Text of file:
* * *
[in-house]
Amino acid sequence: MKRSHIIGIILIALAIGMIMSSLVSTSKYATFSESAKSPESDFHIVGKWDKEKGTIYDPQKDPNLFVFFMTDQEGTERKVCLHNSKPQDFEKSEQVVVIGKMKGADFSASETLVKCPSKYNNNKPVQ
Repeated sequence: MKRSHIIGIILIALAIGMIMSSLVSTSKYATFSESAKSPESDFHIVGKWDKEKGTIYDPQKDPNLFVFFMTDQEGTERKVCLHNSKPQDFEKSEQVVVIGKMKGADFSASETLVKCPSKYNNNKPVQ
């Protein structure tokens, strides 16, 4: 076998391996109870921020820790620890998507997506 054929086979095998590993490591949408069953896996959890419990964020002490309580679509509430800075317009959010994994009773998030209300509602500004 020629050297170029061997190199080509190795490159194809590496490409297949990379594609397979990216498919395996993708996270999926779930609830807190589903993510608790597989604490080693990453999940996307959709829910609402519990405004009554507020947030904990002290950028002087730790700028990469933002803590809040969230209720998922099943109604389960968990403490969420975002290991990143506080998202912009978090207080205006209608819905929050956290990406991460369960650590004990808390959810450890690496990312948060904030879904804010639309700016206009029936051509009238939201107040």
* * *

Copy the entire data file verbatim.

[in-house]
Amino acid sequence: MKRSHIIGIILIALAIGMIMSSLVSTSKYATFSESAKSPESDFHIVGKWDKEKGTIYDPQKDPNLFVFFMTDQEGTERKVCLHNSKPQDFEKSEQVVVIGKMKGADFSASETLVKCPSKYNNNKPVQ
Repeated sequence: MKRSHIIGIILIALAIGMIMSSLVSTSKYATFSESAKSPESDFHIVGKWDKEKGTIYDPQKDPNLFVFFMTDQEGTERKVCLHNSKPQDFEKSEQVVVIGKMKGADFSASETLVKCPSKYNNNKPVQ
């Protein structure tokens, strides 16, 4: 076998391996109870921020820790620890998507997506 054929086979095998590993490591949408069953896996959890419990964020002490309580679509509430800075317009959010994994009773998030209300509602500004 020629050297170029061997190199080509190795490159194809590496490409297949990379594609397979990216498919395996993708996270999926779930609830807190589903993510608790597989604490080693990453999940996307959709829910609402519990405004009554507020947030904990002290950028002087730790700028990469933002803590809040969230209720998922099943109604389960968990403490969420975002290991990143506080998202912009978090207080205006209608819905929050956290990406991460369960650590004990808390959810450890690496990312948060904030879904804010639309700016206009029936051509009238939201107040």